LAW3463 Private International Law
|Semester 2, 2012 On-campus Toowoomba|
|Faculty or Section :||Faculty of Business and Law|
|School or Department :||School of Law|
|Version produced :||30 December 2013|
Examiner: Reid Mortensen
Moderator: Noeleen McNamara
Pre-requisite: LAW2202 and LAW2204 or LAW5602 and LAW5604
Private international law relates to litigation and private legal obligations that cross borders - whether national or state borders. The course includes the power of Australian courts to deal with international and interstate litigation, opportunities for and restraints on forum shopping, and the enforcement of foreign and interstate judgments. It also involves choice of law: the principles by which a court will apply the law of another country or state in nominated fields of contract, tort, marriage and divorce, and property law.
On successful completion of the course:
students should be able to demonstrate an understanding of Australian private international law that includes:
1.1: underlying principles and concepts, including international and comparative principles, of private international law; and
1.2: the broader contexts within which multistate and cross-border legal issues arise.
students should be able:
2.1 to identify and articulate multistate and cross-border legal issues.
2.2: to comprehend legal and other materials relevant to private international law.
2.3: to apply legal reasoning and research to generate appropriate responses to multistate and cross-border legal issues.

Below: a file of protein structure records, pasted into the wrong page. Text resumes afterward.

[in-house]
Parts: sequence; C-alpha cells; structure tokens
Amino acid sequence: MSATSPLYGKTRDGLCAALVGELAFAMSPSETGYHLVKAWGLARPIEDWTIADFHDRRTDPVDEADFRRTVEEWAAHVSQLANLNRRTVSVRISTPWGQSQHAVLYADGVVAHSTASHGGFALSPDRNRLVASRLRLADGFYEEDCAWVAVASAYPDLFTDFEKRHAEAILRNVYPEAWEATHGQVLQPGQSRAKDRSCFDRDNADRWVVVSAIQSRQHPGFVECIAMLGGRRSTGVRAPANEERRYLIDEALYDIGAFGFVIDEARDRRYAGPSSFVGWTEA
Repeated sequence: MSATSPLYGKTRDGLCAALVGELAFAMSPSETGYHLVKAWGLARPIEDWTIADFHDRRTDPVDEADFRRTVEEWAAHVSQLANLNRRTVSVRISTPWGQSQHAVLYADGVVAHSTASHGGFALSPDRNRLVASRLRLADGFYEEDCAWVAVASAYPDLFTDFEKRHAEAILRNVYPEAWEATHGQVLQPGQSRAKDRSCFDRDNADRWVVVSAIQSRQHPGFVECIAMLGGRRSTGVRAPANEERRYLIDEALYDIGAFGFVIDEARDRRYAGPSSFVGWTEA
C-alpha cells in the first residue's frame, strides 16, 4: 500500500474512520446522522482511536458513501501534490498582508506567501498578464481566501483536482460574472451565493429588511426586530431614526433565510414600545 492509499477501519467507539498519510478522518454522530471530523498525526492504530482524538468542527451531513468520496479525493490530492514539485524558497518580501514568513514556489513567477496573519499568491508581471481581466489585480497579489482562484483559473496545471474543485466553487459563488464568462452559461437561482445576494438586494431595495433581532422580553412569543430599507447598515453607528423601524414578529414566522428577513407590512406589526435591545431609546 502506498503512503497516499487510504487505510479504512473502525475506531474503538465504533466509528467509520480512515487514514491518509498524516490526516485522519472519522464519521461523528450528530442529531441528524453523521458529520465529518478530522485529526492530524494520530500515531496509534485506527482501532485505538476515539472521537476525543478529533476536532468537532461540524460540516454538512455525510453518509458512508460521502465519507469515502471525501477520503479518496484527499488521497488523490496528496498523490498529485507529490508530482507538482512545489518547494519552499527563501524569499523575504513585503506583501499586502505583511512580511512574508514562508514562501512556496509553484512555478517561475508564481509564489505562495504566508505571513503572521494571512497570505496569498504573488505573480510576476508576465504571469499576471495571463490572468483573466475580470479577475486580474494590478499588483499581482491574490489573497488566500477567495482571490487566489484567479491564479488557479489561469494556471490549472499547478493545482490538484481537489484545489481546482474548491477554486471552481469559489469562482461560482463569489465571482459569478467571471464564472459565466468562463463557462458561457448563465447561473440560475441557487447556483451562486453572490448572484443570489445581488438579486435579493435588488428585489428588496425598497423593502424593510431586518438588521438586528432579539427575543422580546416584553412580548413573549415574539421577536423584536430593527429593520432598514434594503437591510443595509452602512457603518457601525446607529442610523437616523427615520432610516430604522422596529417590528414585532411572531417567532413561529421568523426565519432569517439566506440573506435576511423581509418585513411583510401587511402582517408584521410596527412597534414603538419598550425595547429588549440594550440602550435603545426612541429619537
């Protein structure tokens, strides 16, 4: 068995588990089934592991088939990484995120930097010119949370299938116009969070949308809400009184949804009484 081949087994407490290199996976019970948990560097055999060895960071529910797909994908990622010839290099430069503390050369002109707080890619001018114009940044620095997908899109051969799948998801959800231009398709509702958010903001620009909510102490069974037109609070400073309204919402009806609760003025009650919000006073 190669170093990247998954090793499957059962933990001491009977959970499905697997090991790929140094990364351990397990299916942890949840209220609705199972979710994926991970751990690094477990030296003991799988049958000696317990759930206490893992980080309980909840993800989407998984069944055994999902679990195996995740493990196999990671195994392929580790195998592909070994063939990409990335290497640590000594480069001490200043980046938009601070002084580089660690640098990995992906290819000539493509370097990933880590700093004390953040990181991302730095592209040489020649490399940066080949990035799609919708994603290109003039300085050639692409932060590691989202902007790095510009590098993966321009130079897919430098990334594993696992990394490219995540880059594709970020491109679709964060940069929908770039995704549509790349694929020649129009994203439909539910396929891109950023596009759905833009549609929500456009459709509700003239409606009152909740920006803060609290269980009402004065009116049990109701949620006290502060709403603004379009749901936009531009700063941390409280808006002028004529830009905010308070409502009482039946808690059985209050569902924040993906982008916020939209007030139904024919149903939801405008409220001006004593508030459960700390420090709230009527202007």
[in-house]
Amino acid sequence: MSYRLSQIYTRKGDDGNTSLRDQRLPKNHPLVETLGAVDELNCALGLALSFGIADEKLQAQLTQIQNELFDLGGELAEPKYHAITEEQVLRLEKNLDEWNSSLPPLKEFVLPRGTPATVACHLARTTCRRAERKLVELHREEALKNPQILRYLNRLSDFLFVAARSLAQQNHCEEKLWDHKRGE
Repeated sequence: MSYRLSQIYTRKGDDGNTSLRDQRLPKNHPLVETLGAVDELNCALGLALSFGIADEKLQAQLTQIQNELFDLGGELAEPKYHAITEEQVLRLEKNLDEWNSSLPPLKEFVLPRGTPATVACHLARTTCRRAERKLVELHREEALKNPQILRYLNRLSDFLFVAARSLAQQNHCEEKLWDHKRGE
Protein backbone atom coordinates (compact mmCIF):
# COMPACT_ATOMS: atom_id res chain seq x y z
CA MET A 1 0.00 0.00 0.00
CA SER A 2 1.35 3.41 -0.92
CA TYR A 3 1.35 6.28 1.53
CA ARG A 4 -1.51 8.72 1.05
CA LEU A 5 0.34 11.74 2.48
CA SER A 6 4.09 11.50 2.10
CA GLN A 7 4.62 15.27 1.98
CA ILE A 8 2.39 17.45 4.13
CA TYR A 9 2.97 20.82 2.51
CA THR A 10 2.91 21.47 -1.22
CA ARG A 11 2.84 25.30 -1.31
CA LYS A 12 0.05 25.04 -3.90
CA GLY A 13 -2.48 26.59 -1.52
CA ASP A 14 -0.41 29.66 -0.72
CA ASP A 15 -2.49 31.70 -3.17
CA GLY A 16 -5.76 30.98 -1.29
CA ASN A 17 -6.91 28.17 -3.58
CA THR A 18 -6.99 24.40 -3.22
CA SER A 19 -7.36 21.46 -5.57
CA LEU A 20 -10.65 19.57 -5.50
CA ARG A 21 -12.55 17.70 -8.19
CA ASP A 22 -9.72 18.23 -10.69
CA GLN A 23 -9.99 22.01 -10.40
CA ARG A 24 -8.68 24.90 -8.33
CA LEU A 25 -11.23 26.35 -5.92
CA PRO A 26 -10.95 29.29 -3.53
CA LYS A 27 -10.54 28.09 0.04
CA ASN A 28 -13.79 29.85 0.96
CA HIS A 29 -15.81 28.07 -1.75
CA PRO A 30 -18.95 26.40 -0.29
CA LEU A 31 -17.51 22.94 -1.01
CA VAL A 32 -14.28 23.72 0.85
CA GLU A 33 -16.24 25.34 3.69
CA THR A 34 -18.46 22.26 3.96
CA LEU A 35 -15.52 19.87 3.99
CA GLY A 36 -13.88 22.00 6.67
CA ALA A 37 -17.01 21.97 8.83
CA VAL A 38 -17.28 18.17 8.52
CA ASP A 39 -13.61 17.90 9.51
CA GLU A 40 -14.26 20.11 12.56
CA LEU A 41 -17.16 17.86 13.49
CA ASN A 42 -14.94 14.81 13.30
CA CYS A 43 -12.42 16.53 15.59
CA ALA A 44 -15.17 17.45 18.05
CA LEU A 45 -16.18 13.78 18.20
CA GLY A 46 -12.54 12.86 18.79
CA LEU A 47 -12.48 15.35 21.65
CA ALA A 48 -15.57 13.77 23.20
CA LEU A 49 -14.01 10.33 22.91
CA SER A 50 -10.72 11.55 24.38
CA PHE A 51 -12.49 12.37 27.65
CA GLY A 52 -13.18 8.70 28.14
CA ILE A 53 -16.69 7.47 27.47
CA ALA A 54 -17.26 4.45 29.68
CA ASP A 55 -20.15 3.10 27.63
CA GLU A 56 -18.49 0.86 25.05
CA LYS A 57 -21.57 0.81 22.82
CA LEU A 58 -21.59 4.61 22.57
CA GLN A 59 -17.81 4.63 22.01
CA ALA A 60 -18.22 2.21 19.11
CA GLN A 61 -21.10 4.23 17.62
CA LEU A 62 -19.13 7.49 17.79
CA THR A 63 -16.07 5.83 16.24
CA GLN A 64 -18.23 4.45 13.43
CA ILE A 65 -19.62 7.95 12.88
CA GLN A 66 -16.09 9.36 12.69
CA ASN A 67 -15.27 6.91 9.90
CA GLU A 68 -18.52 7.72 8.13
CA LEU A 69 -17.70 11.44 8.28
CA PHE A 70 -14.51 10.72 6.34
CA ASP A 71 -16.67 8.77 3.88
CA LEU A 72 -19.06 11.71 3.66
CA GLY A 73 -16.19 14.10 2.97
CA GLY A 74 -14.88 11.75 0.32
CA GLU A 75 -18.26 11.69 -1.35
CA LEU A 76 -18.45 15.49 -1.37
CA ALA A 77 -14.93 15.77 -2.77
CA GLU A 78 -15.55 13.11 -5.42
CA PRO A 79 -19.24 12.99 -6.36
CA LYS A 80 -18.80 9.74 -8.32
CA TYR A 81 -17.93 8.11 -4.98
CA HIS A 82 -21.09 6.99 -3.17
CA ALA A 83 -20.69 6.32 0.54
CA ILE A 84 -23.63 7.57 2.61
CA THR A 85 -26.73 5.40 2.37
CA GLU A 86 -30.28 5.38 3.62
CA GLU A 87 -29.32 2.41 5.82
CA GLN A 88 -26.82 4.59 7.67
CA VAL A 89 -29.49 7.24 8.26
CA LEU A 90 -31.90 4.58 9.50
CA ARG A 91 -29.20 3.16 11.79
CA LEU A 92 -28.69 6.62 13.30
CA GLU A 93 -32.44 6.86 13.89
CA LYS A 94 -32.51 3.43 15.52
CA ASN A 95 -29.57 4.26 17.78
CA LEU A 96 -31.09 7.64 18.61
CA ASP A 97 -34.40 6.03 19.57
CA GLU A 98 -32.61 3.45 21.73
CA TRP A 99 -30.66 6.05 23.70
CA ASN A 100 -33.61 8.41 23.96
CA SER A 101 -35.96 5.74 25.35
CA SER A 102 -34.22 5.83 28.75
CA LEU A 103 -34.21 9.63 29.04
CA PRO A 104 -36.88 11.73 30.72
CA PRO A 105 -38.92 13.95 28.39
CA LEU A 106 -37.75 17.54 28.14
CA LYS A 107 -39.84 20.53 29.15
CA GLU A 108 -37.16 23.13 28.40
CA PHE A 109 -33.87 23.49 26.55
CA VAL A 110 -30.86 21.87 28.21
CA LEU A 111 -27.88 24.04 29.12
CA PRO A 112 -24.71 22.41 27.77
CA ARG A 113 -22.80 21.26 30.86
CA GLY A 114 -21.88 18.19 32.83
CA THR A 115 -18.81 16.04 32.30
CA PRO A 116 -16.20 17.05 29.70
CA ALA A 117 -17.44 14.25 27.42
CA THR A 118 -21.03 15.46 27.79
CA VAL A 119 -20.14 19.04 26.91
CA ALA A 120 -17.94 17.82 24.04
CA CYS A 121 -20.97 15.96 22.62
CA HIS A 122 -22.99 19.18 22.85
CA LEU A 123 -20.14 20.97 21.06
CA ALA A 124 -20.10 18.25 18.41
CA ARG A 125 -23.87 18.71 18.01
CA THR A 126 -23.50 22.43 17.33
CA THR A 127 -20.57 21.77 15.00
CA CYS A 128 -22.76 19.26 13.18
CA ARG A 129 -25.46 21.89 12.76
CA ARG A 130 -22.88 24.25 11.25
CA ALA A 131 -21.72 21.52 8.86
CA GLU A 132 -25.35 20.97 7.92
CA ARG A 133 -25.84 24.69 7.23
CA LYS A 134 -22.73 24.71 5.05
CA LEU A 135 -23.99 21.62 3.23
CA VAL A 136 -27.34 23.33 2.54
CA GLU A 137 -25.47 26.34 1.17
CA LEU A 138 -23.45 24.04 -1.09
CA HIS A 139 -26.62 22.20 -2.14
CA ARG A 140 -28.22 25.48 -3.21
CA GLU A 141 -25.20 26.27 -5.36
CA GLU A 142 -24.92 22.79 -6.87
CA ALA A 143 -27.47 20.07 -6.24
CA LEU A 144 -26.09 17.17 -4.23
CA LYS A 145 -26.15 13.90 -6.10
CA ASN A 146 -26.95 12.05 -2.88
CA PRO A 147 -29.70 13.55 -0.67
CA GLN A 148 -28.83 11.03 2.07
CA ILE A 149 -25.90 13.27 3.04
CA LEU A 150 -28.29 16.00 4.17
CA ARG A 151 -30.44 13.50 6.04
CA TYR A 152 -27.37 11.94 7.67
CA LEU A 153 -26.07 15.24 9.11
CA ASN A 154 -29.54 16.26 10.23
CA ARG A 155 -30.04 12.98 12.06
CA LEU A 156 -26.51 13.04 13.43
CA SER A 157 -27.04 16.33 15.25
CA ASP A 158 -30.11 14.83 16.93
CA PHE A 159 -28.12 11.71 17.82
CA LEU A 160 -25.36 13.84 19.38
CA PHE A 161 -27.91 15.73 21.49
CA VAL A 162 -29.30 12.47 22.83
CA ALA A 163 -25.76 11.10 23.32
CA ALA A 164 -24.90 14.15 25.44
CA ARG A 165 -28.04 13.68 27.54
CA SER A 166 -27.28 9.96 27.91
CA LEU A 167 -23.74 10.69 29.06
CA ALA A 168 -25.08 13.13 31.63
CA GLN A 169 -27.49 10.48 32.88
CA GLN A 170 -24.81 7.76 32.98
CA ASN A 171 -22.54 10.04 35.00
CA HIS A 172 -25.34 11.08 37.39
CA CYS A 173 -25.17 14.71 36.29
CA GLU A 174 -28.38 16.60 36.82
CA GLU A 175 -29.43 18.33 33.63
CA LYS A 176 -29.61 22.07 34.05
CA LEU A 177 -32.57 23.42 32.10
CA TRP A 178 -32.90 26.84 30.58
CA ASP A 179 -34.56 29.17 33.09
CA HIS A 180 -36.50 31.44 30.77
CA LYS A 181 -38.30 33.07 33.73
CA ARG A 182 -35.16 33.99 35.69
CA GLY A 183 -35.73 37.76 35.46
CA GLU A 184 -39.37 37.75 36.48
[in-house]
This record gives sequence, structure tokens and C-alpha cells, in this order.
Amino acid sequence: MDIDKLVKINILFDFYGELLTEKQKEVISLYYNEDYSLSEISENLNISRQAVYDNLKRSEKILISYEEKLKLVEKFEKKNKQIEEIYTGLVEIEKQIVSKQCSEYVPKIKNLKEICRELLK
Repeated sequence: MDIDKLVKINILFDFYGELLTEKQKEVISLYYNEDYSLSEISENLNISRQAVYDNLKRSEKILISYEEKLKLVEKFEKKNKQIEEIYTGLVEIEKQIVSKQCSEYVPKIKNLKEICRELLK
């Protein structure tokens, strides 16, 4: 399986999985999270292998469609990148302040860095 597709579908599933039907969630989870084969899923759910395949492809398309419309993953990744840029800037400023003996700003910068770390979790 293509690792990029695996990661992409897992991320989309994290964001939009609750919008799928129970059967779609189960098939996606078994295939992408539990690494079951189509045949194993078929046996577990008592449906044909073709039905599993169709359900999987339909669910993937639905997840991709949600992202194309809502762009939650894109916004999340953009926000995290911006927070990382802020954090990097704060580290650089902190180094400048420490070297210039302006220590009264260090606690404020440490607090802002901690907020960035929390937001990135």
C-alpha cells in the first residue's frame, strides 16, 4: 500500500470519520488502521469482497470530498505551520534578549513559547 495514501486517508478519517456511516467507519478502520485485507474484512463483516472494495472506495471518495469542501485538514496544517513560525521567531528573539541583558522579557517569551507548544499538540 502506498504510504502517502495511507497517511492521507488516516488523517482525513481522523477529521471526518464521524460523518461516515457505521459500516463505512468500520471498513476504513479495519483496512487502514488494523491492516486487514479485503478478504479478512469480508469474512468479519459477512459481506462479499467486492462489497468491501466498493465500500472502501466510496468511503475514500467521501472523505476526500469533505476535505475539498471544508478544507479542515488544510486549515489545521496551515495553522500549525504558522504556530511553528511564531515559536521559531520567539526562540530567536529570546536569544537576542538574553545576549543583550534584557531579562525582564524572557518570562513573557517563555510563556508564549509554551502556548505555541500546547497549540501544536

2.4: to engage in critical analysis of multistate and cross-border legal issues, and make a reasoned choice of legal and other materials amongst alternatives available for private international law.
- students should be able to demonstrate the intellectual skills needed to identify, research in an ethical manner, evaluate and synthesise factual, legal and policy issues relevant to multistate and cross-border legal issues.
- students will be able to learn and work independently, including by demonstrating management, planning and organisation skills and self-directed engagement and initiative in the study of private international law.
|1.||Multistate legal problems||8.30|
|2.||The cross-border jurisdiction of Australian courts||8.30|
|3.||Limitations and restraints on cross-border jurisdiction||8.30|
|4.||The effect of foreign and interstate judgments||8.30|